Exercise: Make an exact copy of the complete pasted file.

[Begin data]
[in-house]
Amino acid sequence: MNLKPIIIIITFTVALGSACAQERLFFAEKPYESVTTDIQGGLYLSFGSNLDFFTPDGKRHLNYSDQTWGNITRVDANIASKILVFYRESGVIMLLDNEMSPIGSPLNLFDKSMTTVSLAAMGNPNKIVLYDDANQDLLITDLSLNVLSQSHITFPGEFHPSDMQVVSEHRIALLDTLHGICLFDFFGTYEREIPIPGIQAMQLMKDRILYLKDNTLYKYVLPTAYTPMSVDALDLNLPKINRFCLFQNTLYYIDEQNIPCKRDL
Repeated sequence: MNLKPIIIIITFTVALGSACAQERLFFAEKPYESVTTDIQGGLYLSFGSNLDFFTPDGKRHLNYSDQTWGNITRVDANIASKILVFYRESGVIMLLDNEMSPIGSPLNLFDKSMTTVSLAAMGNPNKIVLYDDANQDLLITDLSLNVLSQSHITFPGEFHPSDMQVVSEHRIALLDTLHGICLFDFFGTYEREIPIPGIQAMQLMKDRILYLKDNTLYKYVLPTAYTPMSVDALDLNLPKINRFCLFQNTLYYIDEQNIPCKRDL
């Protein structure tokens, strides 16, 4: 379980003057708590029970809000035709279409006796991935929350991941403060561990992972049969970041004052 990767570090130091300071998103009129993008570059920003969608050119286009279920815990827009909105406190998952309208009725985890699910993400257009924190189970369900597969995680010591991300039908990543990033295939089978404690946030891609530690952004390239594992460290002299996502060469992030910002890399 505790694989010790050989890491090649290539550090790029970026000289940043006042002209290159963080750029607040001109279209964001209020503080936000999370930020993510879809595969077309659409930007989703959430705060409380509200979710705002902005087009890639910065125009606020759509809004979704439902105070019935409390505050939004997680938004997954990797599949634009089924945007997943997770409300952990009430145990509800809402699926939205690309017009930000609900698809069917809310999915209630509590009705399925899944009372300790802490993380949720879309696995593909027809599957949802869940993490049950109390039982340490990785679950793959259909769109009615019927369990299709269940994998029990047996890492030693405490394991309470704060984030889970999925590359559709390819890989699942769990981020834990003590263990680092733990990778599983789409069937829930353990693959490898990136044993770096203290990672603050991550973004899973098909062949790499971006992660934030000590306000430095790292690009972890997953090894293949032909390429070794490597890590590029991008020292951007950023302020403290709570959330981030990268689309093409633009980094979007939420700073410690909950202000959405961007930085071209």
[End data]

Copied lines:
[in-house]
Amino acid sequence: MNLKPIIIIITFTVALGSACAQERLFFAEKPYESVTTDIQGGLYLSFGSNLDFFTPDGKRHLNYSDQTWGNITRVDANIASKILVFYRESGVIMLLDNEMSPIGSPLNLFDKSMTTVSLAAMGNPNKIVLYDDANQDLLITDLSLNVLSQSHITFPGEFHPSDMQVVSEHRIALLDTLHGICLFDFFGTYEREIPIPGIQAMQLMKDRILYLKDNTLYKYVLPTAYTPMSVDALDLNLPKINRFCLFQNTLYYIDEQNIPCKRDL
Repeated sequence: MNLKPIIIIITFTVALGSACAQERLFFAEKPYESVTTDIQGGLYLSFGSNLDFFTPDGKRHLNYSDQTWGNITRVDANIASKILVFYRESGVIMLLDNEMSPIGSPLNLFDKSMTTVSLAAMGNPNKIVLYDDANQDLLITDLSLNVLSQSHITFPGEFHPSDMQVVSEHRIALLDTLHGICLFDFFGTYEREIPIPGIQAMQLMKDRILYLKDNTLYKYVLPTAYTPMSVDALDLNLPKINRFCLFQNTLYYIDEQNIPCKRDL
């Protein structure tokens, strides 16, 4: 379980003057708590029970809000035709279409006796991935929350991941403060561990992972049969970041004052 990767570090130091300071998103009129993008570059920003969608050119286009279920815990827009909105406190998952309208009725985890699910993400257009924190189970369900597969995680010591991300039908990543990033295939089978404690946030891609530690952004390239594992460290002299996502060469992030910002890399 505790694989010790050989890491090649290539550090790029970026000289940043006042002209290159963080750029607040001109279209964001209020503080936000999370930020993510879809595969077309659409930007989703959430705060409380509200979710705002902005087009890639910065125009606020759509809004979704439902105070019935409390505050939004997680938004997954990797599949634009089924945007997943997770409300952990009430145990509800809402699926939205690309017009930000609900698809069917809310999915209630509590009705399925899944009372300790802490993380949720879309696995593909027809599957949802869940993490049950109390039982340490990785679950793959259909769109009615019927369990299709269940994998029990047996890492030693405490394991309470704060984030889970999925590359559709390819890989699942769990981020834990003590263990680092733990990778599983789409069937829930353990693959490898990136044993770096203290990672603050991550973004899973098909062949790499971006992660934030000590306000430095790292690009972890997953090894293949032909390429070794490597890590590029991008020292951007950023302020403290709570959330981030990268689309093409633009980094979007939420700073410690909950202000959405961007930085071209």